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Iraq Geography
 
 
 

General

Present-day Iraq, comprising an area of 437,072 sq km (168,754 sq mi), corresponds roughly to the former Turkish provinces of Baghdad, Mosul (Al-Mawsil), and Basra (Al-Basrah). Comparatively, the area occupied by Iraq is slightly more than twice the size of the state of Idaho. It extends 984 km (611 mi) south-southeast to north-northwest, and 730 km (454 mi) east-northeast to west-southwest.

Iraq is bordered on the north by Turkey, on the east by Iran, on the southeast by the Persian Gulf and Kuwait, on the south by Saudi Arabia, on the west by Jordan, and on the northwest by Syria, with a total land boundary length of 3,650 km (2,268 mi) and a coastline of 58 km (36 mi). Iraq's capital city, Baghdad, is located in the east central part of the country.

Iraq is divided into three distinct zones: the desert in the west and southwest; the plains; and the highlands in the northeast, which rise to 3,000 m (10,000 ft) or more.

The desert is an upland region with altitudes of 600 to 900 m (2,000-3,000 ft) between Damascus in Syria and Ar-Rutbah in Iraq, but declines gently toward the Euphrates (Al-Furat) River. The water supply comes from wells and wadis that at times carry torrential floods and that retain the winter rains.

Dominated by the river systems of the Tigris (Dijlah) and Euphrates, the plains area is composed of two regions divided by a ridge, some 75 m (250 ft) above the flood plain, between Ar-Ramadi and a point south of Baghdad that marks the prehistoric coastline of the Persian Gulf. The lower valley, built up by the silt the two rivers carry, consists of marshland, crisscrossed by drainage channels. At Qarmat 'Ali, just above Basra, the two rivers combine and form the Shatt al Arab, a broad waterway separating Iraq and Iran. The sources of the Euphrates and Tigris are in the Armenian Plateau. The Euphrates receives its main tributaries before entering Iraq, while the Tigris receives several streams on the eastern bank within the country.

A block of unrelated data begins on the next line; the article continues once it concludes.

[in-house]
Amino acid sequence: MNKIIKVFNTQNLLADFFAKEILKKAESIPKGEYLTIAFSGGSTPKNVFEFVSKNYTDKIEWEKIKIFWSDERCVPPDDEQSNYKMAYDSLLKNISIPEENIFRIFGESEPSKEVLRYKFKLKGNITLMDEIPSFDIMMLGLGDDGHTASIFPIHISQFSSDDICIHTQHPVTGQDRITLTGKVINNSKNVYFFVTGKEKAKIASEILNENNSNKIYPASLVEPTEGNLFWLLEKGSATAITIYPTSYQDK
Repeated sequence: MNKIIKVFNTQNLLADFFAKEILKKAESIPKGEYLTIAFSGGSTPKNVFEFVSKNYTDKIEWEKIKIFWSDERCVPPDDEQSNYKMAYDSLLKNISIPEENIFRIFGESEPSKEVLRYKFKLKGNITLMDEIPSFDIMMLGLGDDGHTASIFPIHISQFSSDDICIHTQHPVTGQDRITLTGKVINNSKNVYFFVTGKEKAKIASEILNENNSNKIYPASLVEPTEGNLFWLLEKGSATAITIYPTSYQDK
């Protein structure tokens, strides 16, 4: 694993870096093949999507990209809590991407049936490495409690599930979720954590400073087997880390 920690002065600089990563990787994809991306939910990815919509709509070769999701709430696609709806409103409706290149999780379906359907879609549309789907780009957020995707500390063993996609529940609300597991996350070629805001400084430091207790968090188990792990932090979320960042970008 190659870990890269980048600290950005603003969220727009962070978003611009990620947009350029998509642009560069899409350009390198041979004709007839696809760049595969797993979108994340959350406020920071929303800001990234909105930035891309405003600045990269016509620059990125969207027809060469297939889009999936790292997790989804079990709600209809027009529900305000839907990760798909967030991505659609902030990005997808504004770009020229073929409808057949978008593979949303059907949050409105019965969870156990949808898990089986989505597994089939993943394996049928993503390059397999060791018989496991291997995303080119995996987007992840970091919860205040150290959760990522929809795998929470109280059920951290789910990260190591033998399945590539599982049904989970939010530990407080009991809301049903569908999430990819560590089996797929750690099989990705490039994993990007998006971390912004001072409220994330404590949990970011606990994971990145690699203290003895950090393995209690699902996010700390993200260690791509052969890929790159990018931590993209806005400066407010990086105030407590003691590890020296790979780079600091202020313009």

Under the influence of the monsoons, Iraq in summer has a constant northwesterly wind (shamal), while in winter a strong southeasterly air current (sharqi) develops. The intensely hot and dry summers last from May to October, and during the hottest time of the day - often reaching 49°C (120°F) in the shade - people take refuge in underground shelters. Winters, lasting from December to March, are damp and comparatively cold, with temperatures averaging about 10°C (50°F). Spring and autumn are brief transition periods. Normally, no rain falls from the end of May to the end of September. With annual rainfall of less than 38 cm (15 in), agriculture is dependent on irrigation.

Overview

Location
Middle East, bordering the Persian Gulf, between Iran and Kuwait

Geographic coordinates
33 00 N, 44 00 E

Map references
Middle East

Area
total: 437,072 sq km
land: 432,162 sq km
water: 4,910 sq km

Area - comparative
slightly more than twice the size of Idaho


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